Thursday, May 30, 2019

Hidden in plain sight: Invisible pre-existing disabilities among older adults

[Note:  Some of my (I hope) readers may think that this post sounds familiar.  That's because I occasionally discuss issues with other people when I'm thinking of writing a blog post about those issues.  I'm simply swiping some of the wording that I used in a recent conversation.]

Perhaps this phenomenon is well-known among mental-health professionals, but I've never either seen or heard it discussed among laypeople, so let me start this conversation.

Back in the "Dark Ages" before roughly the 1960s, certain disabilities were either:
~ unknown
~ misunderstood
~ not assessed/evaluated
~ not diagnosed, or incorrectly diagnosed
~ not treated, or not treated in an appropriate or effective manner
~ not ameliorated through special education, which, even in places where it existed, was almost never publicly-funded--parents who wanted their "challenged" child educated often had to pay for the "privilege" out of their own pockets.

The result is that there are probably hundreds of thousands of older adults with invisible disabilities dating back to childhood who've never received any help whatsoever with their disabilities, and who've spent most of their lives simply coping.

The following list of examples is far from exhaustive, but illustrates situations that I have seen with my own eyes in people over the age of 60.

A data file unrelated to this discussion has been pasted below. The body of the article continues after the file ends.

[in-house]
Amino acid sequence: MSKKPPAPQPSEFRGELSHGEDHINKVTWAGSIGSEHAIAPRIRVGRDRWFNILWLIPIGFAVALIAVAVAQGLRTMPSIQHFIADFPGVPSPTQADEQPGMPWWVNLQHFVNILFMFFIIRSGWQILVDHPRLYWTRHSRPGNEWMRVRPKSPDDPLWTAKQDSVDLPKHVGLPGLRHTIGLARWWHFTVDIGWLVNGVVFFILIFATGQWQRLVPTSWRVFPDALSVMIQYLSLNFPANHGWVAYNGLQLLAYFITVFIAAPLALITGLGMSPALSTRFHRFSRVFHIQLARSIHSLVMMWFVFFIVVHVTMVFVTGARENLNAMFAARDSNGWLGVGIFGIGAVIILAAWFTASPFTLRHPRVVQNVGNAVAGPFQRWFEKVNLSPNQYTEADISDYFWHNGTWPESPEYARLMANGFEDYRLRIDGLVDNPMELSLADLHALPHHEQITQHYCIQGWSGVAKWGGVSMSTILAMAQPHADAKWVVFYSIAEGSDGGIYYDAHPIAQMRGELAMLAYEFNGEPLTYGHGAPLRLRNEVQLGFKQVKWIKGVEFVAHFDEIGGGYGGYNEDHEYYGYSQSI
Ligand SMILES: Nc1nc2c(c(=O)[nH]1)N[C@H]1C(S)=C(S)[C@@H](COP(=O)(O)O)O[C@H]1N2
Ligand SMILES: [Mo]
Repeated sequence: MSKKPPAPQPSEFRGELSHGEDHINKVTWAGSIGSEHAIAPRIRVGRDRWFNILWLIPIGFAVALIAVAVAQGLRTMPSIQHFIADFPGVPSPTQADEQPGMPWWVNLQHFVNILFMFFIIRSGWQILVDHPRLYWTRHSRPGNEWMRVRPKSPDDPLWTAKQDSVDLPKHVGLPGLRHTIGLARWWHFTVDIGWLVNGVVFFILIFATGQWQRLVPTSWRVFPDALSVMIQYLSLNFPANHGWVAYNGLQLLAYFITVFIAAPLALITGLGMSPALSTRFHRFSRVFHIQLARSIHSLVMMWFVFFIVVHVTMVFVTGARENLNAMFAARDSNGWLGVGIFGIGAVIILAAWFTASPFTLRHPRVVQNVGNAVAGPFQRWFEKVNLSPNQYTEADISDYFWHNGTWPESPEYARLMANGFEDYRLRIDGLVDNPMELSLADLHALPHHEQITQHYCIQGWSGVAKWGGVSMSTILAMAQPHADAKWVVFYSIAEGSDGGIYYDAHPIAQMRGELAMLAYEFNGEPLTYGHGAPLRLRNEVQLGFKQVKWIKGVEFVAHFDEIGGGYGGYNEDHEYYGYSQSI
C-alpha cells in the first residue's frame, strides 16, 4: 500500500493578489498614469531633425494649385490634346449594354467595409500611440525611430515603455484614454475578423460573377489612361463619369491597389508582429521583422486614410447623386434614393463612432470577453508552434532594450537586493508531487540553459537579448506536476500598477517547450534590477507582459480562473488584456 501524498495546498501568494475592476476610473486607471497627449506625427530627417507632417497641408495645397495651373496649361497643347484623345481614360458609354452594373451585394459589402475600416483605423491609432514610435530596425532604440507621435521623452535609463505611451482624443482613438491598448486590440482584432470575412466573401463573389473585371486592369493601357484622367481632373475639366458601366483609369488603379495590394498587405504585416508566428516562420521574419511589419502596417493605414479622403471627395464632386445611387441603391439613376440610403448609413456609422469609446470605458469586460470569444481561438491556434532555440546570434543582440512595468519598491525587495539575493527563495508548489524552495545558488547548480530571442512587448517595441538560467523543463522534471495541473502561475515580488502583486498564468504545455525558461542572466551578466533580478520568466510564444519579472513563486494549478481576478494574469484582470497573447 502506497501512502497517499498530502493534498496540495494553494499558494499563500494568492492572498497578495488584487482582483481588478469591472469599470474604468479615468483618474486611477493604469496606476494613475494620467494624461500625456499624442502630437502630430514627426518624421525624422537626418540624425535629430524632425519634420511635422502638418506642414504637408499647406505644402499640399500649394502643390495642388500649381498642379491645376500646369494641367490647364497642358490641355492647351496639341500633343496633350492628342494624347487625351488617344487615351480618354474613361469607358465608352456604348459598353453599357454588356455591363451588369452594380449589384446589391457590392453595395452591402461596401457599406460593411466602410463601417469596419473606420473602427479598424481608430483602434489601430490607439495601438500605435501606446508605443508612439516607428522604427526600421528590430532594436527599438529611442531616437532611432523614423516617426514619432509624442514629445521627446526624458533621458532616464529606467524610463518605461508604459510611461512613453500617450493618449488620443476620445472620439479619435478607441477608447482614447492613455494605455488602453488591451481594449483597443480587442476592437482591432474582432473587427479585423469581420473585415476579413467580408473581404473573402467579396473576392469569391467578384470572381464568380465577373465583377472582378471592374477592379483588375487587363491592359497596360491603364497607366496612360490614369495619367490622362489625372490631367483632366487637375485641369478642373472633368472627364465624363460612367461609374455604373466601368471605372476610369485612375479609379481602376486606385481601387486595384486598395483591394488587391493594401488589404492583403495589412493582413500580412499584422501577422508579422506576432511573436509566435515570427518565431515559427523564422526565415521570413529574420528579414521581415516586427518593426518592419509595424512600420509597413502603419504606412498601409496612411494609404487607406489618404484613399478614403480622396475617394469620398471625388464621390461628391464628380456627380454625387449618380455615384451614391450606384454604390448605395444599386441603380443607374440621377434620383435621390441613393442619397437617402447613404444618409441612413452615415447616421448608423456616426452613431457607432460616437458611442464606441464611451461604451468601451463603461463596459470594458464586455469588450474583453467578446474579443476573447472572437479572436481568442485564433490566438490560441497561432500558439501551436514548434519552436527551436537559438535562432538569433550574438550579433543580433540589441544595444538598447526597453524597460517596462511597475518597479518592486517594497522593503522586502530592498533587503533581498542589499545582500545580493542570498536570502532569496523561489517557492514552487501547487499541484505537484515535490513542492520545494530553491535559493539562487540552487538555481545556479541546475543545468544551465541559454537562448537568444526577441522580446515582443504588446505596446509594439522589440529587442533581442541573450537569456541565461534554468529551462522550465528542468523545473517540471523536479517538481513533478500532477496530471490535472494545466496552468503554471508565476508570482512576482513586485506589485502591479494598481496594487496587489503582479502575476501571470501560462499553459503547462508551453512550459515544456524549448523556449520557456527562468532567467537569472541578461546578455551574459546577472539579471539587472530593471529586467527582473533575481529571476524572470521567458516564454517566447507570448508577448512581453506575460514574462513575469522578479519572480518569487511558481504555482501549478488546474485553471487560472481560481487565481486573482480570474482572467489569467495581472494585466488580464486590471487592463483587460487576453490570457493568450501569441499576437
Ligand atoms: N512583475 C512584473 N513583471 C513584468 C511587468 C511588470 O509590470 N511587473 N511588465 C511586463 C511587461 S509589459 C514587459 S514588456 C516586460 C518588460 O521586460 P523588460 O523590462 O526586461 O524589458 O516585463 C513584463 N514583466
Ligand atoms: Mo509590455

Some people have no idea whatsoever that they're any different from anyone with more "typical" development.  This ignorance can be far from blissful.  A person with Executive Function Disorder may have so much trouble organizing financial records and keeping track of money that they end up destitute.

Some people have a pretty good idea what their challenge is, but figured this out so late in life that they were long ensconced in a career that was totally inappropriate for a person with their disability, and have simply had to cope with their situation, unaided, for the last forty or more years.  Good luck trying to do a job that requires one to sit all day when one has had ADHD from birth.  :(

Some people are well aware that they're "not playing with a full deck" in some regards, and have tried to compensate as best they can, but they don't have a name for their disability (High-Functioning ASD?  Social Communication Disorder?) and have no idea how to treat it, or whether it's even treatable at such a late age.  After all, no one is going to write an Individualized Education Plan (IEP) for a senior citizen and put them back into pre-school to get the help they missed out on as a child.

To mental-health professionals and laypeople alike,

Progress is about more than going from a manual typewriter to a computer the size of an entire room to a computer that you can hold in one hand and use to send texts.  Progress is also about advancements in our understanding of the development and functioning of the human brain and body.  Older adults were just born too soon to benefit from this form of progress.  So the next time you meet a senior who seems to be clueless about their invisible disability and/or how to compensate for it, please don't hold it against them, and don't assume that their problems result from advancing age.  This cluelessness isn't necessarily a result of getting older--it may be simply the result of seniors not having been helped when they were children.


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